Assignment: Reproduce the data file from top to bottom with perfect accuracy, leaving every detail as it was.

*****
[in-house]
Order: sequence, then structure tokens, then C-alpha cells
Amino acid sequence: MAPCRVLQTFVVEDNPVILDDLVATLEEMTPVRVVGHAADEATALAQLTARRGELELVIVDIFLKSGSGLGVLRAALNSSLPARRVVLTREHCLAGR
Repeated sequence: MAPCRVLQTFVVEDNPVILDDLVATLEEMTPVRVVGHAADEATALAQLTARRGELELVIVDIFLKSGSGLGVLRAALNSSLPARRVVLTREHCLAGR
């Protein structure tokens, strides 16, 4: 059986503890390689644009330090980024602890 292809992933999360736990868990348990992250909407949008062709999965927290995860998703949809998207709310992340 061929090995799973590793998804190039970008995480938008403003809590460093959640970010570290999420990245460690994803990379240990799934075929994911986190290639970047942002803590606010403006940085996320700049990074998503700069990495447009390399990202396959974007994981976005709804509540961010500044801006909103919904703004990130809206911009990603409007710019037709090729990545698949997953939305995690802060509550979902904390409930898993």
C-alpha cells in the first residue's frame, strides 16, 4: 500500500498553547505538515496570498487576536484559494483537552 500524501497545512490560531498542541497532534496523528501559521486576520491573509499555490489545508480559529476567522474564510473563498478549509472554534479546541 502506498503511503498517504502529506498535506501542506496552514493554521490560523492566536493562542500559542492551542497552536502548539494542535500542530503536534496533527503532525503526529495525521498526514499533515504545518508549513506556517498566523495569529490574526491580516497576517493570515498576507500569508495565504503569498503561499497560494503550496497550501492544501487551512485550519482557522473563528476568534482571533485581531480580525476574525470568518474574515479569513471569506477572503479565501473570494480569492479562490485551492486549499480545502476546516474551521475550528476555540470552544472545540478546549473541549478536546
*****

[in-house]
Order: sequence, then structure tokens, then C-alpha cells
Amino acid sequence: MAPCRVLQTFVVEDNPVILDDLVATLEEMTPVRVVGHAADEATALAQLTARRGELELVIVDIFLKSGSGLGVLRAALNSSLPARRVVLTREHCLAGR
Repeated sequence: MAPCRVLQTFVVEDNPVILDDLVATLEEMTPVRVVGHAADEATALAQLTARRGELELVIVDIFLKSGSGLGVLRAALNSSLPARRVVLTREHCLAGR
């Protein structure tokens, strides 16, 4: 059986503890390689644009330090980024602890 292809992933999360736990868990348990992250909407949008062709999965927290995860998703949809998207709310992340 061929090995799973590793998804190039970008995480938008403003809590460093959640970010570290999420990245460690994803990379240990799934075929994911986190290639970047942002803590606010403006940085996320700049990074998503700069990495447009390399990202396959974007994981976005709804509540961010500044801006909103919904703004990130809206911009990603409007710019037709090729990545698949997953939305995690802060509550979902904390409930898993």
C-alpha cells in the first residue's frame, strides 16, 4: 500500500498553547505538515496570498487576536484559494483537552 500524501497545512490560531498542541497532534496523528501559521486576520491573509499555490489545508480559529476567522474564510473563498478549509472554534479546541 502506498503511503498517504502529506498535506501542506496552514493554521490560523492566536493562542500559542492551542497552536502548539494542535500542530503536534496533527503532525503526529495525521498526514499533515504545518508549513506556517498566523495569529490574526491580516497576517493570515498576507500569508495565504503569498503561499497560494503550496497550501492544501487551512485550519482557522473563528476568534482571533485581531480580525476574525470568518474574515479569513471569506477572503479565501473570494480569492479562490485551492486549499480545502476546516474551521475550528476555540470552544472545540478546549473541549478536546